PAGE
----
And whilst the actors in his charge were expected to, as Mel states, “be able to have an idea of what the experience of being in a combat situation must be like, at least to a small degree,” Hacksaw’s starring man turns the image of Gibson as a somewhat unhinged creator of chaos on its head. “He’s passionate and loving and nurturing,” Garfield said of his notorious director. “A good director is like a good mother – and he is a really good mother.”
A Jekyll and Hyde career
This is the ‘Jekyll and Hyde’ comparison that overhangs Gibson’s entire career. It is the inherent contradiction that saw him supported by ex-wife Moore and long-time friend and fellow actress Jodie Foster, even when facing convictions for domestic abuse. There is the Mel Gibson that was praised for his professionalism and punctuality by Lethal Weapon director Richard Donner, and the Mel Gibson who, it was later revealed, was beginning the day with a six-pack of lager during much of the franchise’s filming.
Now clean and sober for a decade, Gibson’s juxtapositions manifest themselves in artistic ways – such as his disgust for conflict playing off against his continuing association with films that focus on military heroes, be they fighters like William Wallace, or pacifists like Desmond Doss.
“I hate all wars, and I believe that there are no just wars,” he says. “I hate war but I love the warrior. I believe that it’s important to love and honour our warriors and pay tribute to those who fought and sacrificed their lives on the front lines. I hope my film does that.”
Gibson is hopeful that his new film can speak to veterans from all eras of modern conflict. “We’ve shown the film to veterans from Korea, Vietnam and Iraq,” he reveals. “They found it cathartic and a bit difficult at times, but it was also therapeutic. That made me really happy.”
The real Doss passed away aged 87 in 2006, and remained an uncomfortable or unwilling recipient of praise to the end, despite his heroism – a characteristic that only serves to further endear his story to a mesmerised director.
“A real hero is often someone who is willing to sacrifice and act selflessly,” Gibson states. “In the case of Desmond Doss, here you have someone who went into battle, and faced the worst artillery fire imaginable without any weapon in order to save people.
“While he was alive, no one could ever convince him to give the rights to his story,” he adds. “It was only the Seventh Day Adventist church he belonged to which did that after his death. If he were alive today, he wouldn’t go see the film. But I would hope that he would be reluctantly happy about the way his story has been told.”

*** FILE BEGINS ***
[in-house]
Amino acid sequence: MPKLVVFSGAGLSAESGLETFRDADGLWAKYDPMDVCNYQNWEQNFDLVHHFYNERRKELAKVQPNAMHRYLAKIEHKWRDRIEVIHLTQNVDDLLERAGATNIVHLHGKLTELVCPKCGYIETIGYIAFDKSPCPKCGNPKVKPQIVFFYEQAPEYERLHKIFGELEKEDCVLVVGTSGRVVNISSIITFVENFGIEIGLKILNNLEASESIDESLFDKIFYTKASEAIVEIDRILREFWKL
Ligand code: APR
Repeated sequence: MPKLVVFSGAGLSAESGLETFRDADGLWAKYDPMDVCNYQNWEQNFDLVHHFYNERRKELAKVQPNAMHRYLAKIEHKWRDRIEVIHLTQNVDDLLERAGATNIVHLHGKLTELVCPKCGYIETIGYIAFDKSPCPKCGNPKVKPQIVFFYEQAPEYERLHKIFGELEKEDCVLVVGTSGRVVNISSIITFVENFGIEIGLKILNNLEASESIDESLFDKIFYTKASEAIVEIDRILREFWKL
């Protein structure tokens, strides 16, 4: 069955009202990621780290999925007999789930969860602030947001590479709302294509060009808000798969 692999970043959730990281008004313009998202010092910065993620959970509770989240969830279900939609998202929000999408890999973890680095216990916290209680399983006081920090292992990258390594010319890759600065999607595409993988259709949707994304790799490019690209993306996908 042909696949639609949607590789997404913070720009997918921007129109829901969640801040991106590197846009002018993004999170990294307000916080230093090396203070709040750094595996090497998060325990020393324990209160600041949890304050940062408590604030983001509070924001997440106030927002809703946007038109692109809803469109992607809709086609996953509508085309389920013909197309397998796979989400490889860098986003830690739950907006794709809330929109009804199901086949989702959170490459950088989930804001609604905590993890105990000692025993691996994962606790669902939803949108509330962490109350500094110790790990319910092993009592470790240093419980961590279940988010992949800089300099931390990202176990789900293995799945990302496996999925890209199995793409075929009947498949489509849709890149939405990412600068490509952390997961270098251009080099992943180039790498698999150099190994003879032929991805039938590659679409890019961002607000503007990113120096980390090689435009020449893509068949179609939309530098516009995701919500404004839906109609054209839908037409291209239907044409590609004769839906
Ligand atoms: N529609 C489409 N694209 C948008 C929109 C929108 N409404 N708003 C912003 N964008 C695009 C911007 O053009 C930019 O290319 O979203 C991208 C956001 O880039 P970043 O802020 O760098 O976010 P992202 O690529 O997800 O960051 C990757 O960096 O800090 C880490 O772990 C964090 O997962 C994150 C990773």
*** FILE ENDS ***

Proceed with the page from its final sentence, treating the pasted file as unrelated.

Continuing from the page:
If Hacksaw Ridge is instrumental in shining a light on the untold heroics of Desmond Doss, and bringing his incredible story to a wider audience, it’s also yet another indicator of the status its director still holds in Hollywood. Gibson’s first feature film after the allegations of domestic abuse broke, 2011’s The Beaver, came about through director Jodie Foster’s lasting relationship with its leading man and culminated in a ten-minute long standing ovation at Cannes – during which onlookers noted that Gibson appeared uncomfortable on his return to the red carpet.
For years, the star has been working off-camera with various charitable causes, donating huge amounts of money to projects across the globe – including those focused on anti-apartheid, rainforest conservation, and a children’s hospital among others. He is also known for his loyalty, be it through offering to produce and star in Get the Gringo, a script written by his first assistant on Apocalypto who was searching for his break, or paying Robert Downey Jr’s astronomical insurance bond after the latter’s release from prison. Downey Jr has since been yet another vocal advocate in favour of forgiving Gibson; if Hacksaw Ridge dominates come awards season, Gibson’s redemption in both the eyes of his audiences and contemporaries appears complete – vindicating those who championed the star’s unseen, generous side despite the lingering effects of his well-publicised transgressions.
A softer side
And are we seeing the softer side of Gibson in these hazy first days of post-acceptance back into the Hollywood fold? Sixty years old, and sporting a huge, granite beard, Gibson is expecting his ninth child with his current girlfriend, former equestrian champion, Rosalind Ross – a relationship that appears to be as stable as his previous one was destructive.
The choice of Desmond Doss as subject matter for his cinematic revival also appears significant when compared to Gibson’s earlier heroes. The chaos of war may still provide the grisly backdrop, but where Braveheart’s Wallace or Apocalypto’s Jaguar Paw are driven by an overwhelming desire for revenge, Hacksaw’s Doss provides Gibson with the vehicle through which to explore a less brutal and single-faceted vision of faith than that which has appeared to dominate his earlier life.
“I think any religion worth its salt has to be based on love,” he philosophises. “There are lots of religions, and often religious beliefs are translated into concrete actions. There are those that allow you to kill yourself and others. But Desmond Doss has put into practice his belief based on love. He carried out his convictions in the worst possible conditions. He risked his life to save his brothers, and that’s what counts.”
Whatever the reception that greets Gibson’s red-carpet return proper, the star himself remains firm: the story of Hacksaw Ridge does not revolve around him or his career. Rather, it is Desmond Doss who must invariably take the spotlight – a fact which Gibson is almost sure to remind the world, were the penning of an acceptance speech required in the not too distant future.